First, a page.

A small catheter is passed into a ventricle of the brain. A pump is attached to the catheter to keep the fluid away from the brain. Another catheter is attached to the pump and tunneled under the skin, behind the ear, down the neck and chest and into the peritoneal cavity (abdominal cavity). The CSF is absorbed in the peritoneal cavity.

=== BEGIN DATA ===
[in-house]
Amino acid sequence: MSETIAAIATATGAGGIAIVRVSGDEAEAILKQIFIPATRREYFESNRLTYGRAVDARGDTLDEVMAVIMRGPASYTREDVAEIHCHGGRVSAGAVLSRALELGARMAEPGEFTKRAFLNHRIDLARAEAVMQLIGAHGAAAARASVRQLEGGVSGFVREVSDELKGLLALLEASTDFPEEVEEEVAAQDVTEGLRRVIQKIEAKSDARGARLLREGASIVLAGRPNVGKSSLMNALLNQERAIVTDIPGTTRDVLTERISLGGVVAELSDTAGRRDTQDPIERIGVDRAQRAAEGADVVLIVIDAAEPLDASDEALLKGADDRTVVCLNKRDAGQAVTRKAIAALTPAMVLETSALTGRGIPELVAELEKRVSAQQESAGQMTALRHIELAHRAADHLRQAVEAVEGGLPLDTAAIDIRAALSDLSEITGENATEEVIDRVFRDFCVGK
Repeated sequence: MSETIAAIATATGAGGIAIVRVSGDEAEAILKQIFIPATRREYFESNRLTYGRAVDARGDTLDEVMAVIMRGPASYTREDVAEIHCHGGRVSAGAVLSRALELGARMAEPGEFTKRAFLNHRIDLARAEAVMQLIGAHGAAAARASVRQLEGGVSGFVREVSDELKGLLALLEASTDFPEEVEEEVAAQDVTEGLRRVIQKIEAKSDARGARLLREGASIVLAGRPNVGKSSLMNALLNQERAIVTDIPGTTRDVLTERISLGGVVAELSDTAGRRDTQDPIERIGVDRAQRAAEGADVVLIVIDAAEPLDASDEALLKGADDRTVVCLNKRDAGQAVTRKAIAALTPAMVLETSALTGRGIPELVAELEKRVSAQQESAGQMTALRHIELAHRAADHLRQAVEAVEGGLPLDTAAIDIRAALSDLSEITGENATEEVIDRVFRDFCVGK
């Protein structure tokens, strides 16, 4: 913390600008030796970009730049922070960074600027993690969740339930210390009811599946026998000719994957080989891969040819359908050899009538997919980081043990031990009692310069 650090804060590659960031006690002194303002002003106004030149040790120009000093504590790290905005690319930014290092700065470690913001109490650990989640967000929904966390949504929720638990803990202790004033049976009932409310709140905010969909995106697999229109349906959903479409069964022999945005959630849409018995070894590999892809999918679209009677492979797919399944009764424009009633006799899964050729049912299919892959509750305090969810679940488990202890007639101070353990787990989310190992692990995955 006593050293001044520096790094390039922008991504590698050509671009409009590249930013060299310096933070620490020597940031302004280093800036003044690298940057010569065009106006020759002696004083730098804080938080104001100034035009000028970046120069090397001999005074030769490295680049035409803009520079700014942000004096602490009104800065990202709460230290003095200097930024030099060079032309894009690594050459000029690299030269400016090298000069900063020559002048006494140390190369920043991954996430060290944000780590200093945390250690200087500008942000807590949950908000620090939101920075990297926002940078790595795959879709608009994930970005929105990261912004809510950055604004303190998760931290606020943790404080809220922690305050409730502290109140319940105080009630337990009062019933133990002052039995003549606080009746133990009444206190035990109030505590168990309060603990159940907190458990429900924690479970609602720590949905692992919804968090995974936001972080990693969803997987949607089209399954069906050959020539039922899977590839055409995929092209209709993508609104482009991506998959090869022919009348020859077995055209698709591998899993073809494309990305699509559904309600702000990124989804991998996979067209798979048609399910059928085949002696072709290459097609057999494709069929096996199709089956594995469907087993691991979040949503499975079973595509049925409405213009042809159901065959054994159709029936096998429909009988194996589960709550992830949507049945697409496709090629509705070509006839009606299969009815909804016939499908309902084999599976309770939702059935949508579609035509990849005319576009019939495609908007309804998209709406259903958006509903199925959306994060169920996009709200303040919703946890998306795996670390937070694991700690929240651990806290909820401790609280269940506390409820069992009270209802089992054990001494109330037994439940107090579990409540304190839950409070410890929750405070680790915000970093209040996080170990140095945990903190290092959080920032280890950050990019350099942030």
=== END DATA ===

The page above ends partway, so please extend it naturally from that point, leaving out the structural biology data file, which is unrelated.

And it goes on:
Updated by: Luc Jasmin, MD, PhD, Department of Neurosurgery at Cedars-Sinai Medical Center, Los Angeles, and Department of Anatomy at UCSF, San Francisco, CA. Review provided by VeriMed Healthcare Network. Also reviewed by David Zieve, MD, MHA, Medical Director, A.D.A.M., Inc.
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